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The changing face of opinion leaders Pharmafocus October 2006

Just exactly who are the most influential key opinion leaders in your therapeutic field and in your local territory?  This is the central question for marketers scoping a new market, but its an equally essential question for established products, as no healthcare market ever stands still.

In England, perhaps the most notable instance of this is practice-based commissioning (PBC), which, within the next two years or so, should put GPs in the driving seat, completely transforming the potential of these professionals to influence the country's patient services and dictate where money is to be spent.

A diverse range of companies serve the industry in tracking and understanding such dynamics.

Primary Care Key Opinion Leaders

Binley's is a company working in the field and is currently tracking the formation of the new networks or clusters of GPs who are now pioneering practice based commissioning in England.

Binley's John Chater says these GPs and other primary care health professionals involved are a significant new group of key opinion leaders.

"PBC will redirect resources into those services defined by PBC health professionals. This will have a direct bearing on spending, especially in the areas of services provided under payment by results and prescribing."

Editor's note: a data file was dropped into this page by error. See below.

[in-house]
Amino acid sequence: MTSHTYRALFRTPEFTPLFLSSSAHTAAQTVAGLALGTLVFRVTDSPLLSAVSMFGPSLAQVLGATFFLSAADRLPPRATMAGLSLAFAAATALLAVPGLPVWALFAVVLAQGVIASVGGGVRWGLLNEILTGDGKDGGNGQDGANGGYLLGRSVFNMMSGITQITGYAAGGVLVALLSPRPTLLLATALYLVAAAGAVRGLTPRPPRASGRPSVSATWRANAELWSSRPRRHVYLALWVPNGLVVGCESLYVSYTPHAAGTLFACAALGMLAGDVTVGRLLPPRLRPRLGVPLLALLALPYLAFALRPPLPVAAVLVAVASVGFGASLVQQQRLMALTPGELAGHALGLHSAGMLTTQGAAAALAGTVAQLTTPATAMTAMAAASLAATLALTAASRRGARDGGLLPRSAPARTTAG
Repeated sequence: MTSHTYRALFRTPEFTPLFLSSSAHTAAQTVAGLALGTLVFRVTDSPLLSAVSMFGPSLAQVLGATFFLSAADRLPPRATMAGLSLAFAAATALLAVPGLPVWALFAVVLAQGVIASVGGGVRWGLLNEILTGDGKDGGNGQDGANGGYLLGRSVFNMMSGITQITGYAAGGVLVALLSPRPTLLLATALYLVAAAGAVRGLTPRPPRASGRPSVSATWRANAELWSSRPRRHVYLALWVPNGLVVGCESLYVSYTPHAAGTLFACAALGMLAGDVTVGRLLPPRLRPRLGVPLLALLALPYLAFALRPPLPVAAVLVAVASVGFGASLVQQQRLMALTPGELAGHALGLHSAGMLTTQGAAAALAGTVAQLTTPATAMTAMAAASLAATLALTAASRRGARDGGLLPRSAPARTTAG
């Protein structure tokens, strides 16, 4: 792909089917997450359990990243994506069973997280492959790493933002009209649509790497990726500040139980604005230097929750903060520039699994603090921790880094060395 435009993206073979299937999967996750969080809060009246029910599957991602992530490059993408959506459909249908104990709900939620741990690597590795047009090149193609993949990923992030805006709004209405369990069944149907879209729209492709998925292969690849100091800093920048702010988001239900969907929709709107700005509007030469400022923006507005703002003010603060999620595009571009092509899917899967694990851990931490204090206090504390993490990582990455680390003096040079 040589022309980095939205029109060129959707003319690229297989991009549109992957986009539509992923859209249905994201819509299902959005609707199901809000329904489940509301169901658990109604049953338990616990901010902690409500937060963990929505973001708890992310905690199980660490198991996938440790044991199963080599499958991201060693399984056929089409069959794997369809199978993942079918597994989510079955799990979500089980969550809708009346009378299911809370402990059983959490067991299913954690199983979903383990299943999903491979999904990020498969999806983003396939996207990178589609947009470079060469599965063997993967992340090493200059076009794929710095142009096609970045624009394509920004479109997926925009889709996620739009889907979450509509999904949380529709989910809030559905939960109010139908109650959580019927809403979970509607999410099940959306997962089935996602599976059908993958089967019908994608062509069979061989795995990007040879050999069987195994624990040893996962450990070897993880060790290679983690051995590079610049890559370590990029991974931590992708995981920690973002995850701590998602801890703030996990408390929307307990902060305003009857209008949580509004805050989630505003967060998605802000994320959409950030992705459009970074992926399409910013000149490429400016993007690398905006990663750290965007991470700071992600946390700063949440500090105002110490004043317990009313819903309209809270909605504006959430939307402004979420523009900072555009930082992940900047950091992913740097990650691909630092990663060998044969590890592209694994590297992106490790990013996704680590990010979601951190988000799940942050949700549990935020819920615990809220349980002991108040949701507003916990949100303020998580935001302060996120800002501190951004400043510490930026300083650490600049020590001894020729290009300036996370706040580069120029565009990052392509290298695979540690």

He adds that the reforms put GPs in the driving seat of service re-allocation: PCTs will retain responsibility for contracting, but GPs will advise on commissioning earmarked services. This could lead to more creative prescribing arrangements and new commissioning boundaries which may cross current PCT areas.

Binley’s is gathering details of PBC groups as they roll-out, but the process is in the early stages, with some PBC clusters not yet having an official address, so knowing the practice details is essential.

PBC will see a significant amount of work and funds shifting into primary care, and could see a shift in the balance of power between GPs and secondary care.

"PBC may have an impact on allocation of payment by results resources, as well as prescribing, which may affect cross-sector provision.

"Influence upon KOLs in secondary care will also be determined by Choose and Book, GPs with a special interest (delivering secondary care services in primary care) and the increasing number of clinics being run from modernised GP premises," says John.

As has always been the case, there is an expectation that lead professionals in both sectors will work more closely together to improve services and deliver efficiencies.

 

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